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Christmas Wish Lists and Shopping

When I was a kid and the Sears Roebuck Christmas catalog arrived in the mail, I took it to my bedroom.  I folded down page corners and circled dolls and clothes. That catalog was my wish list.

             I dreamed about the fancy dolls and wearing the cool looking clothes, but I was happy with flannel pajamas that Mom had made and a doll from the local hardware store.  I do remember one gift from Sears: a stiff blue nylon can-can slip that held my full-gathered skirts almost parallel to the ground. 

            A generation later, a friend and I bought Santa Claus gifts in October.  After we’d shopped locally and didn’t find everything we were certain would be on our children’s wish lists, we made a Nashville shopping trip.

            The gifts that Daughter and Son got during the 1980s are the story of their childhood years. Star Wars, Strawberry Shortcakes dolls, a Speak and Spell, walkie-talkies, basketballs, books, and a tape recorder. And because I thought clothes should be Christmas gifts, Tennessee Tech sweatshirts.  

            Another generation later, Christmas shopping overwhelms me.  A month ago, I told Husband that choosing gifts for our eight Grands was a monumental task and it threatened my Christmas joy.  He listened while I reminisced about the fun shopping days for our children and I wanted to get shopping done soon and I wish I knew something each Grand would like and I didn’t even know anyone’s size.  

            When I had asked for ideas, I wasn’t taken seriously. “Really, Gran? Christmas is a long time from now.  It’s not even Thanksgiving yet,” my Grands said.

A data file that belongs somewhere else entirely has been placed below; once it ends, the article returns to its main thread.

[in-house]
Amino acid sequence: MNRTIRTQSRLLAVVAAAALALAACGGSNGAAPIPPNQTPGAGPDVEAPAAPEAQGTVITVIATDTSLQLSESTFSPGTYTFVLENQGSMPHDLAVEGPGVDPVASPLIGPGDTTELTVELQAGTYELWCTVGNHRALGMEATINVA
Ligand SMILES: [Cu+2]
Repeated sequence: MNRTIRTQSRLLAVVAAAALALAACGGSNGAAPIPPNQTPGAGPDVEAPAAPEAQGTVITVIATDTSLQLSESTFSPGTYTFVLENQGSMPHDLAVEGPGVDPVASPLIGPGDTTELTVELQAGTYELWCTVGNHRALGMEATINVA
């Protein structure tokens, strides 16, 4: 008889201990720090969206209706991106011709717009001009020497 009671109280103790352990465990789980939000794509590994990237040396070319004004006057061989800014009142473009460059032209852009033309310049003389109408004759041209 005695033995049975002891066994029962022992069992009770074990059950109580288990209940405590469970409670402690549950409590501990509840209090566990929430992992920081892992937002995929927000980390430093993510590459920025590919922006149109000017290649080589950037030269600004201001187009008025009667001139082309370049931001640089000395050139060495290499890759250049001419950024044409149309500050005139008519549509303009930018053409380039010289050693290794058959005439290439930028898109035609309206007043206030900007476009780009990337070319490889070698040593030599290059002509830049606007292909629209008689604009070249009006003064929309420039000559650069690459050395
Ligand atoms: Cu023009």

So, Husband, bless him, took charge.  He created a flyer and made sure it was posted on the refrigerators at our Grands’ homes.

            ‘Attention: Grands

            Gran and Pop request that you submit your Christmas wish lists by bedtime on Monday, November 22.  You may call, text, email, Facebook message, Facetime, or Zoom to forward your requests.’

            At the bottom of the page in tiny font, Husband wrote words that will forever tell the story of 2021. ‘Disclaimer:  Not responsible for supply chain issues, cargo ships stuck in the Panama Canal or off the coast of California, Georgia or Louisiana, sleepy or uncooperative elves, fat reindeer, weather conditions, overworked postal workers, forgetful UPS drivers, thrown reindeer shoes, boring knock-knock jokes, overcooked cranberry sauce, and any other conditions beyond our control including, but limited to, color selections, size availability, lighting conditions, burned out Christmas tree bulbs, and wrinkled wrapping paper.’

            We got lists.  Puzzles, books, electronics, Legos, fun socks, pajamas, and a veterinarian kit. And one money request for an after Christmas shopping trip. 

            Christmas shopping changed from mail order to toy and department stores to buying some gifts online, but I’m glad wish lists still include toys, books, and clothes. 

            And the excitement of seeing a wrapped package under a Christmas tree never changes.  Even for my teen-age Grand who sent a text with an online link and wrote, “Here’s my wish list!”


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